Like the break statement, Python supports another statement called the continue statement. It can only appear in the body of a loop. When the compiler encounters a continue statement, then the rest of the statements in the loop are skipped, and the control is unconditionally transferred to the loop-continuation portion of the nearest enclosing loop.
The syntax of the continue statement is given below:
The continue statement cannot be used without an enclosing for or a while loop. When the continue statement is encountered in the while, and for loop, the control is transferred to the code that tests the controlling expression.
The continue statement is used to stop the current iteration of the loop and continues with the next one.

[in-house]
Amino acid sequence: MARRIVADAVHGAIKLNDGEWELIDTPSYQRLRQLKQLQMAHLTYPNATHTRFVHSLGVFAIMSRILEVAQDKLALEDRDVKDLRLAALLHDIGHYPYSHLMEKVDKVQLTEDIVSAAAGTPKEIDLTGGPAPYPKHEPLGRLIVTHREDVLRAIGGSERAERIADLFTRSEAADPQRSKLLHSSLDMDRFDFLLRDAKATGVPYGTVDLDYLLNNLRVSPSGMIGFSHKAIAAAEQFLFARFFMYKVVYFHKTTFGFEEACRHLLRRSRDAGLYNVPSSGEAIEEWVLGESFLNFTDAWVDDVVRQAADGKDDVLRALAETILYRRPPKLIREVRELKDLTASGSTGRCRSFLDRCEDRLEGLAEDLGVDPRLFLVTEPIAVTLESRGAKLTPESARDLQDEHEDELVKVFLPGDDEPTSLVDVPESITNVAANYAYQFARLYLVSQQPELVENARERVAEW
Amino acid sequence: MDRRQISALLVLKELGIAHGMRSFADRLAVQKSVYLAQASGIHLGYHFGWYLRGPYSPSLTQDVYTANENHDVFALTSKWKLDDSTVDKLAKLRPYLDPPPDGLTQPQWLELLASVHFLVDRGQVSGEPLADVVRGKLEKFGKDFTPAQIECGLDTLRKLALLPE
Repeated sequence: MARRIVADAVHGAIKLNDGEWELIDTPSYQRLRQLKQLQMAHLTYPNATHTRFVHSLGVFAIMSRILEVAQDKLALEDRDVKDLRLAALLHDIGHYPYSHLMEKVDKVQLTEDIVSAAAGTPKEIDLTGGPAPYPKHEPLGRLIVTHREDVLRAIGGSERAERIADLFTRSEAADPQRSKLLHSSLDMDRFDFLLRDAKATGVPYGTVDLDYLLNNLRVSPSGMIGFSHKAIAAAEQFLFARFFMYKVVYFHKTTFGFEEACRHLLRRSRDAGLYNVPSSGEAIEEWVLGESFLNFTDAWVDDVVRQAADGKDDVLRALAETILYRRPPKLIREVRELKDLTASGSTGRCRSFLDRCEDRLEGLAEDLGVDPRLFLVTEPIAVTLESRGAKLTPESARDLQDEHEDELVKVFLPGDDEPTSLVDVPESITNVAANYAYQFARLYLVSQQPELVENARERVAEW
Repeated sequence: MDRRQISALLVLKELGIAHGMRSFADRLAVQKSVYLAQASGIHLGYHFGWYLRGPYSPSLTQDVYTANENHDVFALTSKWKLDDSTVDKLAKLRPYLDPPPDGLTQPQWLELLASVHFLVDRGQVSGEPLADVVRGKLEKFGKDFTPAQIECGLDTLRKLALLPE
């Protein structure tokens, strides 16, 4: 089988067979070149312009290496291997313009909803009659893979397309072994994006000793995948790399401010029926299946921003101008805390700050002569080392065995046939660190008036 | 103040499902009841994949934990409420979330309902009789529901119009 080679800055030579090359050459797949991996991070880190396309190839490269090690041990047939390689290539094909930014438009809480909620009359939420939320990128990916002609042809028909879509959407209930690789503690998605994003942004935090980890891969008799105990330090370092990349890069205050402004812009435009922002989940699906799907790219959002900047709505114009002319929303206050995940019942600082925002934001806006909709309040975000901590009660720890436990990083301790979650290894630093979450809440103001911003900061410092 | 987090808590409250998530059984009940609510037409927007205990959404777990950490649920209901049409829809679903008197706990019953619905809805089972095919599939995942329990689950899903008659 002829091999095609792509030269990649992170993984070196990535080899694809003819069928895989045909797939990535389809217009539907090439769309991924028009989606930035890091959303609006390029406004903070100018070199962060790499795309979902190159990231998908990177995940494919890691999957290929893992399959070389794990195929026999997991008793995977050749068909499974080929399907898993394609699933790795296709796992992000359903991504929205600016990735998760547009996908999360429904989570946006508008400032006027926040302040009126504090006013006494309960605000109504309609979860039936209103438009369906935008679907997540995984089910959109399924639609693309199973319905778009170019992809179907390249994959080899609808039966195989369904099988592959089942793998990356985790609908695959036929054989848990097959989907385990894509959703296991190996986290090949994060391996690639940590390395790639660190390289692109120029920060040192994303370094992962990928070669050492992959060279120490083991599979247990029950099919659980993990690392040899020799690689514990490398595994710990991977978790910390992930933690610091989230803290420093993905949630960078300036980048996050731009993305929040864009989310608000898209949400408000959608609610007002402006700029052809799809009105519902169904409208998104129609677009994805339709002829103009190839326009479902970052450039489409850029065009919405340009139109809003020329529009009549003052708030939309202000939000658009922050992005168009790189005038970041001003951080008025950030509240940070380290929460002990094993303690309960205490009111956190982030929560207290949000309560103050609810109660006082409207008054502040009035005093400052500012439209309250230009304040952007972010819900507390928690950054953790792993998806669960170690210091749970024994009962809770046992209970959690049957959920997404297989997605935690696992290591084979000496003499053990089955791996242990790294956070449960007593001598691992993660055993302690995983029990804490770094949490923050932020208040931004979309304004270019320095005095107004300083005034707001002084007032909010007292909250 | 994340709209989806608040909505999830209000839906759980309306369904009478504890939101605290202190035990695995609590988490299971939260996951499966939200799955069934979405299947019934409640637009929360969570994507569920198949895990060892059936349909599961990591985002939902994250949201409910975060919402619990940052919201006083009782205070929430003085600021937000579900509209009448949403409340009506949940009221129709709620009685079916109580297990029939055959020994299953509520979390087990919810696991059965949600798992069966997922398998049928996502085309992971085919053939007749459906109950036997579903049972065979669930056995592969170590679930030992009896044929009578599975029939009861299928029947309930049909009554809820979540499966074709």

sum=0 n=int(input("Enter the value of n=")) for i in range(1,n+1): number=int(input("Enter the value of number=")) if(number<0): continue else: sum=sum+number print("The sum of positive numbers is=",sum)
Enter the value of n=5 Enter the value of number=90 Enter the value of number=80 Enter the value of number=-60 Enter the value of number=50 Enter the value of number=20 The sum of positive numbers is= 240
import math while(1): num=int(input("Enter the value=")) if(num==999): break elif(num<0): print("Square root of a negative number can not be calculated") continue else: print("The square root of ",num," is=",math.sqrt(num))
Enter the value=9 The square root of 9 is= 3.0 Enter the value=8 The square root of 8 is= 2.8284271247461903 Enter the value=-4 Square root of a negative number can not be calculated Enter the value=999
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